When parents separate or divorce in Ohio, child custody involves the allocation of parental rights and responsibilities. Part of those parental rights and responsibilities include parenting time, which used to be described as physical custody and visitation. While parents still spend time with their children through parenting time and are responsible for day-to-day care and parenting, visitation or companionship are terms used under Ohio law to describe a grandparent’s or another person’s right to spend time with the child. Given that many people still use visitation to describe parenting time, our Dayton child custody lawyers can tell you more about what happens when a parenting time order has been violated, as well as what happens if a grandparent (or other person’s) visitation order has been violated.
Violations of Parenting Time or Visitation for a Parent: Fines and Penalties
Under Ohio child custody law, what was previously known as “visitation” for a parent is now described as parenting time, which is allocated as part of parental rights and responsibilities. If one parent violates a shared parenting agreement or court order allocating parental rights and responsibilities, there can be serious consequences. If a parent violates a parenting time or visitation order, that parent can face fines, can be held in contempt and can face jail time, and may lose certain parenting rights as a result of the violation.
When a parent is held in contempt for violating a parenting time order, that parent can face fines under Ohio’s contempt laws. A first offense can result in a fine of up to $250, and subsequent offenses can include fines of $500 for a second offense, or $1,000 for a third offense. In addition, a parent who is held in contempt for violating a parenting time or visitation order will be required to pay court costs and attorney’s fees associated with the contempt proceeding. Being held in contempt can also result in jail time, including up to 30 days in jail for a first offense, and longer jail terms for subsequent offenses.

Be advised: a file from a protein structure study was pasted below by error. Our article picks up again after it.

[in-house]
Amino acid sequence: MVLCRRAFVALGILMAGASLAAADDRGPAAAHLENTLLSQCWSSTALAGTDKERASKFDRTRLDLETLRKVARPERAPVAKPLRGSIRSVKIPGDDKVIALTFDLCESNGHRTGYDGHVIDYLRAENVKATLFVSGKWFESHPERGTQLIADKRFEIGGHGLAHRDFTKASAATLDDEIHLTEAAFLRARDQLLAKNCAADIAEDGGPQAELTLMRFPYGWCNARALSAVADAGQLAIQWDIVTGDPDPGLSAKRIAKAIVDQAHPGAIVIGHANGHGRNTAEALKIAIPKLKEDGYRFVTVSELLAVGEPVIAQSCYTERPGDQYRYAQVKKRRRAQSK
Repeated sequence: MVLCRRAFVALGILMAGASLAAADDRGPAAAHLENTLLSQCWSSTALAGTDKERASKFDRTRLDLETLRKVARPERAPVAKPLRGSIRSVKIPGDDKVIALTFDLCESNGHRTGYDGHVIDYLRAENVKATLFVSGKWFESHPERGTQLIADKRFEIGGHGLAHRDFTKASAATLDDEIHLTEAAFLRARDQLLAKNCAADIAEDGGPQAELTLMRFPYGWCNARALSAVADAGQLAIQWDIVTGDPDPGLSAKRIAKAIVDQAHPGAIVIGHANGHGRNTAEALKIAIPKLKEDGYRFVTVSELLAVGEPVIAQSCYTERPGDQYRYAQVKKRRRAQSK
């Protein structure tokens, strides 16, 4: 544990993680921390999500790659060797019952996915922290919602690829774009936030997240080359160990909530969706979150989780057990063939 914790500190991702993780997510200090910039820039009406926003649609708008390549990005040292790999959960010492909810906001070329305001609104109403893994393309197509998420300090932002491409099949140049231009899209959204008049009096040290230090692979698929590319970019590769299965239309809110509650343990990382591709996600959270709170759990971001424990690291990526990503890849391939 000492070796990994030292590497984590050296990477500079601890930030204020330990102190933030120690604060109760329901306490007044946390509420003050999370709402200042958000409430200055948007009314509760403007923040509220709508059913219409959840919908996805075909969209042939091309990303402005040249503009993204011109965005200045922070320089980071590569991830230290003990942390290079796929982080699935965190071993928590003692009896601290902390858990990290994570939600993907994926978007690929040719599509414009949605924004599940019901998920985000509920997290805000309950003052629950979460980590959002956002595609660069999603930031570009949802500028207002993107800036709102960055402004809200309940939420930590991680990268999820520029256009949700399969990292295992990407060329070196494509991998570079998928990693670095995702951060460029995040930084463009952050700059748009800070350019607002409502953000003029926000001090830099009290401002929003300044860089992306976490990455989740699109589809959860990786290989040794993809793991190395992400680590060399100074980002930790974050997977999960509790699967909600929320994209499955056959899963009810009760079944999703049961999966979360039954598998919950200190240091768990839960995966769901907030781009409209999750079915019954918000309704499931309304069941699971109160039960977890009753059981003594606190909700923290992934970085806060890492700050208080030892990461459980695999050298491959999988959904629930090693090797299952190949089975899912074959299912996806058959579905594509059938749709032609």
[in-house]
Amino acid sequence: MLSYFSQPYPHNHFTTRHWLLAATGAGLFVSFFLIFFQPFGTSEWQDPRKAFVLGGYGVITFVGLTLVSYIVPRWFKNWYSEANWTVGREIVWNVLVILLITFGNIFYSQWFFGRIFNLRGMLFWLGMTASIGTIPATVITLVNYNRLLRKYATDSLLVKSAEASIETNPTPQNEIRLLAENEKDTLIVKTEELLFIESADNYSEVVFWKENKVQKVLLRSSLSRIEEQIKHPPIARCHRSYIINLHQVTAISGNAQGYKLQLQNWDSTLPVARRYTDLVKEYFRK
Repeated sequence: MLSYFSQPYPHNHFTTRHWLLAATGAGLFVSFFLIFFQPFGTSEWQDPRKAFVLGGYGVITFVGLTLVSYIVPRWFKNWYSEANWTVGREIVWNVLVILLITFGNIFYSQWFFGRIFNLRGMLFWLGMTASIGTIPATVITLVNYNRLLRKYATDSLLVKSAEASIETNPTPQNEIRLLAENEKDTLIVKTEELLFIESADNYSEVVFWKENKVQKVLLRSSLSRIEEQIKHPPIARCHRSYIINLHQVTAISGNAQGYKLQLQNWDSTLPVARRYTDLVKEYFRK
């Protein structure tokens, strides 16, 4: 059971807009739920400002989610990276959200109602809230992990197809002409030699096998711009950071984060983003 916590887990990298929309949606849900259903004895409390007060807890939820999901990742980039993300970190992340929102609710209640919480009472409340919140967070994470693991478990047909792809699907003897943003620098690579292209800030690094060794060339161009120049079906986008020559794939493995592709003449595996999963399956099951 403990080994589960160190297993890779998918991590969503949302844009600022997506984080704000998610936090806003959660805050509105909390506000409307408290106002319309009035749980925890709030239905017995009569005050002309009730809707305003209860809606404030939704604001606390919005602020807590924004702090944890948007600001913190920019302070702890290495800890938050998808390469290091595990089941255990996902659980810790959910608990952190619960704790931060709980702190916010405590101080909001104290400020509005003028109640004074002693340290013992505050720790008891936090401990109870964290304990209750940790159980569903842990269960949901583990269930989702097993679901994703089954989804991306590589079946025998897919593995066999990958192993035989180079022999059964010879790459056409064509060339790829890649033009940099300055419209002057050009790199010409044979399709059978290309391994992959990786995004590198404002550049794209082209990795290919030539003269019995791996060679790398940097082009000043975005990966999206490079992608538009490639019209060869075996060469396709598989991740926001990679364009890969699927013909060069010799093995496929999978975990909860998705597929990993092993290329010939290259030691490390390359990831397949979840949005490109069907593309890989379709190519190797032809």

In addition, Ohio law clarifies that one of the factors for determining what is in the best interest of the child is whether either parent has prevented the other from fulfilling their parenting responsibilities. Based on this factor, it is possible that the parent who violates a parenting time order can lose rights to shared parenting.
Visitation Order Violations Affecting Grandparents and Other Parties
Ohio law allows grandparents, other relatives, and certain other parties to seek visitation rights. Indeed, under Ohio law, the court can grant visitation rights to grandparents or other appropriate parties if certain conditions apply.
When this type of visitation order is violated by a parent or another party, that violating party can face contempt with the same possible consequences identified above.
Contact an Experienced Child Custody Lawyer in Dayton, Ohio
If you have a parenting time order or visitation order, and if the child’s other parent has violated the order, it is important to seek advice from a Dayton child custody attorney. You may be able to initiate a court proceeding to ask the court to enforce the existing order, and the court may be able to hold the violating party in contempt. Contact Comunale Law Office today for more information.